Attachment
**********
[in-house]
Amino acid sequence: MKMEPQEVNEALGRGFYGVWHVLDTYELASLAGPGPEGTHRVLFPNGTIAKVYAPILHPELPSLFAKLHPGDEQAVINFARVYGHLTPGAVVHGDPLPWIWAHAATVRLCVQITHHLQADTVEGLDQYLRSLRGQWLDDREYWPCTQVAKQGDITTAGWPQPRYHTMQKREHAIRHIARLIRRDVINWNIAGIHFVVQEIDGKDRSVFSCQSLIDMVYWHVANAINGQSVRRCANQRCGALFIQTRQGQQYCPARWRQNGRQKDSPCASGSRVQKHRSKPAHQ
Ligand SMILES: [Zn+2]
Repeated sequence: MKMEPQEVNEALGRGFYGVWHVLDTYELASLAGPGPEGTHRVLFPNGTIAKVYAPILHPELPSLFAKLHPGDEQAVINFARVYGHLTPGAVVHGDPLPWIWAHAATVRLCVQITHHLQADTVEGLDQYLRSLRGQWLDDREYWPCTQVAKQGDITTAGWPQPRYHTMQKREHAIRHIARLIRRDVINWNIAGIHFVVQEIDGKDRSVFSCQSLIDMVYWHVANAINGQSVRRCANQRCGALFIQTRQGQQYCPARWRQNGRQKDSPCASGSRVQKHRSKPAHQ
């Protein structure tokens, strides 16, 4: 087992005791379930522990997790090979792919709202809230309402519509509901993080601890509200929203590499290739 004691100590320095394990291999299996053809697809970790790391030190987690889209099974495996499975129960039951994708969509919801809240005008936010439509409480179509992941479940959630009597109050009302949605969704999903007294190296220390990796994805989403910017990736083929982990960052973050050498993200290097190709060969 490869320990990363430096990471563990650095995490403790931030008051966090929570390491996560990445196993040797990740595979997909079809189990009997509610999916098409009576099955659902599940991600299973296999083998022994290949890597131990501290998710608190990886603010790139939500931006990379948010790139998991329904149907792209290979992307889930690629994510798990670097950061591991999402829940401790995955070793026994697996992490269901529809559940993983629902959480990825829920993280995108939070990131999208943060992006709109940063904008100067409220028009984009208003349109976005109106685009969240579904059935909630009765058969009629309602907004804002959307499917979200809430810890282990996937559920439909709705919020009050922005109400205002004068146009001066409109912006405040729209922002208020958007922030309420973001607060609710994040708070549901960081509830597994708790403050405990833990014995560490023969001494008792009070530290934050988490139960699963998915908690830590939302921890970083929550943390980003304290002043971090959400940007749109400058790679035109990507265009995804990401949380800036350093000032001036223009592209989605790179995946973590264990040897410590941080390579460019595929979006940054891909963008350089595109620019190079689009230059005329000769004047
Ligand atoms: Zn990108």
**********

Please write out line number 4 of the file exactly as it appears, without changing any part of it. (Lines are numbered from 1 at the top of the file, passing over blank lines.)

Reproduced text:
Repeated sequence: MKMEPQEVNEALGRGFYGVWHVLDTYELASLAGPGPEGTHRVLFPNGTIAKVYAPILHPELPSLFAKLHPGDEQAVINFARVYGHLTPGAVVHGDPLPWIWAHAATVRLCVQITHHLQADTVEGLDQYLRSLRGQWLDDREYWPCTQVAKQGDITTAGWPQPRYHTMQKREHAIRHIARLIRRDVINWNIAGIHFVVQEIDGKDRSVFSCQSLIDMVYWHVANAINGQSVRRCANQRCGALFIQTRQGQQYCPARWRQNGRQKDSPCASGSRVQKHRSKPAHQ